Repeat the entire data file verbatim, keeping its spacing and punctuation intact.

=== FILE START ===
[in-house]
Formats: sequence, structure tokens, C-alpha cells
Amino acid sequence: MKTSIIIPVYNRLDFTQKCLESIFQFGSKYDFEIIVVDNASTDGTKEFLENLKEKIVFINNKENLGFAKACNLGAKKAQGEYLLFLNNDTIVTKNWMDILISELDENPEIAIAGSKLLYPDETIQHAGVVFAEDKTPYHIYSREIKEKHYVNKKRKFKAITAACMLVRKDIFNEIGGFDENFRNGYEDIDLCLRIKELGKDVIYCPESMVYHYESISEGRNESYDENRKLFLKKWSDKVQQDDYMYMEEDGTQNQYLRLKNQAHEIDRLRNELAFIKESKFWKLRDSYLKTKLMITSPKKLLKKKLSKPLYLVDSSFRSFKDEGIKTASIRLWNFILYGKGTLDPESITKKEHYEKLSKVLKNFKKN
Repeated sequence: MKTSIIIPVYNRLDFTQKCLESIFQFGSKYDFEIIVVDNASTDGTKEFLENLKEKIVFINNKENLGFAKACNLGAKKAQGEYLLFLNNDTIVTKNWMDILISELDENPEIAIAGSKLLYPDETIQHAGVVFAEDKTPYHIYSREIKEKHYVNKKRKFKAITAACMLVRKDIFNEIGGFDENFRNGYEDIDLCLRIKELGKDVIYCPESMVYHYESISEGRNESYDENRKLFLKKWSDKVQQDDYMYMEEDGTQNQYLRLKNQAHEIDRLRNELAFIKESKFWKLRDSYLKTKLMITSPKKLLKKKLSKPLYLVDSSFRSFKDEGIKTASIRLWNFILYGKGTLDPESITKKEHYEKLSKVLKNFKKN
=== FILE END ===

[in-house]
Formats: sequence, structure tokens, C-alpha cells
Amino acid sequence: MKTSIIIPVYNRLDFTQKCLESIFQFGSKYDFEIIVVDNASTDGTKEFLENLKEKIVFINNKENLGFAKACNLGAKKAQGEYLLFLNNDTIVTKNWMDILISELDENPEIAIAGSKLLYPDETIQHAGVVFAEDKTPYHIYSREIKEKHYVNKKRKFKAITAACMLVRKDIFNEIGGFDENFRNGYEDIDLCLRIKELGKDVIYCPESMVYHYESISEGRNESYDENRKLFLKKWSDKVQQDDYMYMEEDGTQNQYLRLKNQAHEIDRLRNELAFIKESKFWKLRDSYLKTKLMITSPKKLLKKKLSKPLYLVDSSFRSFKDEGIKTASIRLWNFILYGKGTLDPESITKKEHYEKLSKVLKNFKKN
Repeated sequence: MKTSIIIPVYNRLDFTQKCLESIFQFGSKYDFEIIVVDNASTDGTKEFLENLKEKIVFINNKENLGFAKACNLGAKKAQGEYLLFLNNDTIVTKNWMDILISELDENPEIAIAGSKLLYPDETIQHAGVVFAEDKTPYHIYSREIKEKHYVNKKRKFKAITAACMLVRKDIFNEIGGFDENFRNGYEDIDLCLRIKELGKDVIYCPESMVYHYESISEGRNESYDENRKLFLKKWSDKVQQDDYMYMEEDGTQNQYLRLKNQAHEIDRLRNELAFIKESKFWKLRDSYLKTKLMITSPKKLLKKKLSKPLYLVDSSFRSFKDEGIKTASIRLWNFILYGKGTLDPESITKKEHYEKLSKVLKNFKKN